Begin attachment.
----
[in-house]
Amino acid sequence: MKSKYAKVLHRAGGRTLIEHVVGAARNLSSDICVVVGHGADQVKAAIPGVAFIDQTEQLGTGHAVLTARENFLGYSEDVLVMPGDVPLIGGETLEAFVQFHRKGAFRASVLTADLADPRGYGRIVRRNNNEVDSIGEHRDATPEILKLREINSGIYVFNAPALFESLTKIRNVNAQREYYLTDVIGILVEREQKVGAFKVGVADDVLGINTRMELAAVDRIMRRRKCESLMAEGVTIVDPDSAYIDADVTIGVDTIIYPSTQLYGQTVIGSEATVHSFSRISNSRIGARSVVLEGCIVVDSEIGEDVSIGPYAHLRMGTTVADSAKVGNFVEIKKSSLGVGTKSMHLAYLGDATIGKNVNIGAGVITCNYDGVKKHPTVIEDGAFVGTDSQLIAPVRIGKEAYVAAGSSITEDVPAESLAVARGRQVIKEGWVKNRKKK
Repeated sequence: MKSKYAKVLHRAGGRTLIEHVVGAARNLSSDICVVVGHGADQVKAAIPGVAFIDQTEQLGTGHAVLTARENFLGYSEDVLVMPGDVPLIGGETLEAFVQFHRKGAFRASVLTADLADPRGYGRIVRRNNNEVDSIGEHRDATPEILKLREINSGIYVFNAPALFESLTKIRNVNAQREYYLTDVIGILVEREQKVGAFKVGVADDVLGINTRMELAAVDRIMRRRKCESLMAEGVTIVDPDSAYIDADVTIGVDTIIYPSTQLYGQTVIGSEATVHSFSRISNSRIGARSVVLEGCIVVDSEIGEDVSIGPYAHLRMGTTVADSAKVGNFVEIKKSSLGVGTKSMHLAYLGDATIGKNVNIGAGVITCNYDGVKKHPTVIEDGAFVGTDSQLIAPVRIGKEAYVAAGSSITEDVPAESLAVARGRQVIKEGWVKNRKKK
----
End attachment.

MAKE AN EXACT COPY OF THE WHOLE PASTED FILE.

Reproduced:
[in-house]
Amino acid sequence: MKSKYAKVLHRAGGRTLIEHVVGAARNLSSDICVVVGHGADQVKAAIPGVAFIDQTEQLGTGHAVLTARENFLGYSEDVLVMPGDVPLIGGETLEAFVQFHRKGAFRASVLTADLADPRGYGRIVRRNNNEVDSIGEHRDATPEILKLREINSGIYVFNAPALFESLTKIRNVNAQREYYLTDVIGILVEREQKVGAFKVGVADDVLGINTRMELAAVDRIMRRRKCESLMAEGVTIVDPDSAYIDADVTIGVDTIIYPSTQLYGQTVIGSEATVHSFSRISNSRIGARSVVLEGCIVVDSEIGEDVSIGPYAHLRMGTTVADSAKVGNFVEIKKSSLGVGTKSMHLAYLGDATIGKNVNIGAGVITCNYDGVKKHPTVIEDGAFVGTDSQLIAPVRIGKEAYVAAGSSITEDVPAESLAVARGRQVIKEGWVKNRKKK
Repeated sequence: MKSKYAKVLHRAGGRTLIEHVVGAARNLSSDICVVVGHGADQVKAAIPGVAFIDQTEQLGTGHAVLTARENFLGYSEDVLVMPGDVPLIGGETLEAFVQFHRKGAFRASVLTADLADPRGYGRIVRRNNNEVDSIGEHRDATPEILKLREINSGIYVFNAPALFESLTKIRNVNAQREYYLTDVIGILVEREQKVGAFKVGVADDVLGINTRMELAAVDRIMRRRKCESLMAEGVTIVDPDSAYIDADVTIGVDTIIYPSTQLYGQTVIGSEATVHSFSRISNSRIGARSVVLEGCIVVDSEIGEDVSIGPYAHLRMGTTVADSAKVGNFVEIKKSSLGVGTKSMHLAYLGDATIGKNVNIGAGVITCNYDGVKKHPTVIEDGAFVGTDSQLIAPVRIGKEAYVAAGSSITEDVPAESLAVARGRQVIKEGWVKNRKKK